Wednesday, March 5, 2014
Two New Yorkers, a professor (Fritz Weaver) and his wife (Ingrid Bergman), move to rural Tennessee for a year so the husband can write a book. While he seems frustrated, she flourishes ... especially when their neighbor (Anthony Quinn) pays attention to her. Based on the novel by Rachel Maddux, this is a sort of precursor to THE BRIDGES OF MADISON COUNTY. Ever since BRIEF ENCOUNTER showed there was a market for middle aged romances, they continue to pop up every so often. This isn't one of the better ones. Outside of a beautifully played kitchen scene between Bergman and Katharine Crawford as her adult daughter, there aren't any surprises and it plays out as expected. I'd call it a tearjerker but but it's a passionless endeavor though one has to admire Bergman's tenacity in plugging away. The film has it set up so that the adultery is inevitable. Her husband is an ardorless intellectual and his wife (Virginia Gregg) is an uncouth frump (when she drinks her coffee, she puts a lump of sugar between her teeth and slurps). The lovely Elmer Bernstein score does its best to conjure up some fervor while Charles Lang's wide screen shooting of the Great Smoky Mountains in Tennessee is breathtaking. Directed by Guy Green (A PATCH OF BLUE). With Tom Fielding as Quinn's ill fated son.
A saloon singer (Claire Trevor) in Dodge City finds herself looked down upon by some of the more "proper" people of the town. But this doesn't stop her from doing good deeds and going to church. But when the new sheriff Bat Masterson (Albert Dekker) and a brash cattleman (Barry Sullivan) on opposite sides of the law find themselves rivals for her affection, only trouble can come of it. This little seen (only 70 votes on the IMDb) routine western has all the virtues of a "B" western. It's brief, moves quickly, doesn't take itself too seriously and holds our interest. Of course, at this point in her career, Trevor could play the floozie with a heart of gold in her sleep. Still, she brings a quiet intelligence to her role that's appreciated. If you're into westerns, there's every possibility this might find some favor with you. The Oscar nominated score is by Miklos Rozsa, one of his rare forays into the movie western. Directed by Jean Archainbaud. With Henry Hull, Percy Kilbride, Marion Martin and Charley Foy playing his real life father, Eddie Foy.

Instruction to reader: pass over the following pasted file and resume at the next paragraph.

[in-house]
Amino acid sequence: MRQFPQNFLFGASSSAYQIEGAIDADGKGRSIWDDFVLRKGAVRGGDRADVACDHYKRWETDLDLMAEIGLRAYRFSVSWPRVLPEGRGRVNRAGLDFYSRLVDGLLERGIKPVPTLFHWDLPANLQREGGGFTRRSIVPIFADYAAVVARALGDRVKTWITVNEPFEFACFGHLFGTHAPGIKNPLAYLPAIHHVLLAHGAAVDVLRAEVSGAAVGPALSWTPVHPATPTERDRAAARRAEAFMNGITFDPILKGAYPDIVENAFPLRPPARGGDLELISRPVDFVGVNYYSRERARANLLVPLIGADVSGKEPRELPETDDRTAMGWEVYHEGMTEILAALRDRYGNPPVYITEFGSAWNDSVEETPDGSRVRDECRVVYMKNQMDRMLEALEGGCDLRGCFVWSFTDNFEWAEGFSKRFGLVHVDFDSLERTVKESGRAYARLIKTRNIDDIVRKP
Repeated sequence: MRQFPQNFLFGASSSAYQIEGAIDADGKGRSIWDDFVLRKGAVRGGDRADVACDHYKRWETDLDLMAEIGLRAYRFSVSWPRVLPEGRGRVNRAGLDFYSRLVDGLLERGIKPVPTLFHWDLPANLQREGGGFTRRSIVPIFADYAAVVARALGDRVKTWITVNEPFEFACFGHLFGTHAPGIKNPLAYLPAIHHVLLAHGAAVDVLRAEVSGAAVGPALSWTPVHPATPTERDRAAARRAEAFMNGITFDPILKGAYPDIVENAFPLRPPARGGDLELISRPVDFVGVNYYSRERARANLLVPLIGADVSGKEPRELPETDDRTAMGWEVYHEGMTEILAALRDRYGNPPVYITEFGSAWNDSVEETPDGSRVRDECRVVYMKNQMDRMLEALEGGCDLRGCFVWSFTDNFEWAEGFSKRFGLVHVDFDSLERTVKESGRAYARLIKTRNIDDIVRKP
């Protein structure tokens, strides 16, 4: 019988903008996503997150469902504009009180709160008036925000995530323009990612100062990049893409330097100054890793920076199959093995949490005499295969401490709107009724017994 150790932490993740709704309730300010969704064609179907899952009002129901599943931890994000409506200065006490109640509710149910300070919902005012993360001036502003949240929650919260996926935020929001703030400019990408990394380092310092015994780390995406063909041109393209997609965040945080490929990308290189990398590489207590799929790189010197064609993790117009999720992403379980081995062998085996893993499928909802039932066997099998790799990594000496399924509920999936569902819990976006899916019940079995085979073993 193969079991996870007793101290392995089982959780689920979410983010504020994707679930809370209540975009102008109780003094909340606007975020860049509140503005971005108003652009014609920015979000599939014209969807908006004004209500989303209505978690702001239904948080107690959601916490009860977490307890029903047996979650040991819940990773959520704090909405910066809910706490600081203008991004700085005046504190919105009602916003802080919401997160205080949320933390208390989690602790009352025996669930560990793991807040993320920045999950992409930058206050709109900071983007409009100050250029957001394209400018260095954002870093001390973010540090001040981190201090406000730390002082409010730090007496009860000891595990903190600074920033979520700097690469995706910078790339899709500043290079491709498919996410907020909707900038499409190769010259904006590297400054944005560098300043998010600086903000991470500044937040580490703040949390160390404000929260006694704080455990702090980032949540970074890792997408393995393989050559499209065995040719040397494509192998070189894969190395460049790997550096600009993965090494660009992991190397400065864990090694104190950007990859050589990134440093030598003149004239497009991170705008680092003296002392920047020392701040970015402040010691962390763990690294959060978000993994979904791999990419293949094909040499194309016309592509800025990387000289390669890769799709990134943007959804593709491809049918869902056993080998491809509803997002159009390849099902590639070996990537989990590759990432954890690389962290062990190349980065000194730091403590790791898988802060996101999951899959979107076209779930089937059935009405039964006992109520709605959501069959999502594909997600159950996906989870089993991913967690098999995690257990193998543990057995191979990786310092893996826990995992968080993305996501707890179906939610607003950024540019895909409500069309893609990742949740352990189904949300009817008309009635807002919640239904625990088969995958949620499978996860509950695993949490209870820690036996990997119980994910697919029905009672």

Monday, March 3, 2014
An Irishman (Fred Astaire) and his daughter (Petula Clark) emigrate to America. What she doesn't know is that her father has stolen a pot of gold from the leprechauns and plans to bury it near Fort Knox where he believes it will multiply. What he doesn't know is that he's been followed by a leprechaun (Tommy Steele) who is rapidly turning mortal unless he can return the gold to its Irish roots. This bit of folksy Irish whimsy with a social commentary must have seemed rather old fashioned even in 1947 when it became a hit Broadway musical. Twenty years later, the cobwebs have been dusted off and it's brought to the screen pretty much intact. It's creakiness doomed it in 1968, the year of more innovative fare like 2001: A SPACE ODYSSEY, ROSEMARY'S BABY, PETULIA and FACES. Seen some 35 years later, its antiquated scenario now seems rather sweet and naive. But its the glorious songs by E.Y. Harburg and Burton Lane that make this a perennial favorite of musical lovers: Old Devil Moon (the sensual duet by Clark and Don Francks is the film's highpoint), How Are Things In Glocca Mora, When I'm Not Near The Girl I Love, Look To The Rainbow, If This Isn't Love among others. Astaire's musical swan song. Directed by Francis Ford Coppola. With Keenan Wynn (one of the last major actors required to do blackface), Roy Glenn and Al Freeman Jr. (one of the last black actors required to shuffle and say "massah").